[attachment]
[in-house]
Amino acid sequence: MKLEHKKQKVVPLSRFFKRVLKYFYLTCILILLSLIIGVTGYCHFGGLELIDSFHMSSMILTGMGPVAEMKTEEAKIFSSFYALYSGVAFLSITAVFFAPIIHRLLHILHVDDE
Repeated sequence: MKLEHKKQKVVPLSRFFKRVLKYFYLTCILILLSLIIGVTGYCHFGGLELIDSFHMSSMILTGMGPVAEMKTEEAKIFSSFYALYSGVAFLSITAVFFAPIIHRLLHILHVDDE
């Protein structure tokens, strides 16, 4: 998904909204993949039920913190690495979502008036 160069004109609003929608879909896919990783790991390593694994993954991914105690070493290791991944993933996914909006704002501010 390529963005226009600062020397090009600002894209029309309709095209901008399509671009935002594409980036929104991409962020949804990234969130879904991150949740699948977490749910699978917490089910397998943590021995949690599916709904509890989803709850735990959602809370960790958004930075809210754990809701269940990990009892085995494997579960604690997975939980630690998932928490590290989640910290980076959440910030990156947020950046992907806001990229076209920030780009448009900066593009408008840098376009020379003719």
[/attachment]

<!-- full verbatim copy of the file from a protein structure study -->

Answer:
[in-house]
Amino acid sequence: MKLEHKKQKVVPLSRFFKRVLKYFYLTCILILLSLIIGVTGYCHFGGLELIDSFHMSSMILTGMGPVAEMKTEEAKIFSSFYALYSGVAFLSITAVFFAPIIHRLLHILHVDDE
Repeated sequence: MKLEHKKQKVVPLSRFFKRVLKYFYLTCILILLSLIIGVTGYCHFGGLELIDSFHMSSMILTGMGPVAEMKTEEAKIFSSFYALYSGVAFLSITAVFFAPIIHRLLHILHVDDE
């Protein structure tokens, strides 16, 4: 998904909204993949039920913190690495979502008036 160069004109609003929608879909896919990783790991390593694994993954991914105690070493290791991944993933996914909006704002501010 390529963005226009600062020397090009600002894209029309309709095209901008399509671009935002594409980036929104991409962020949804990234969130879904991150949740699948977490749910699978917490089910397998943590021995949690599916709904509890989803709850735990959602809370960790958004930075809210754990809701269940990990009892085995494997579960604690997975939980630690998932928490590290989640910290980076959440910030990156947020950046992907806001990229076209920030780009448009900066593009408008840098376009020379003719």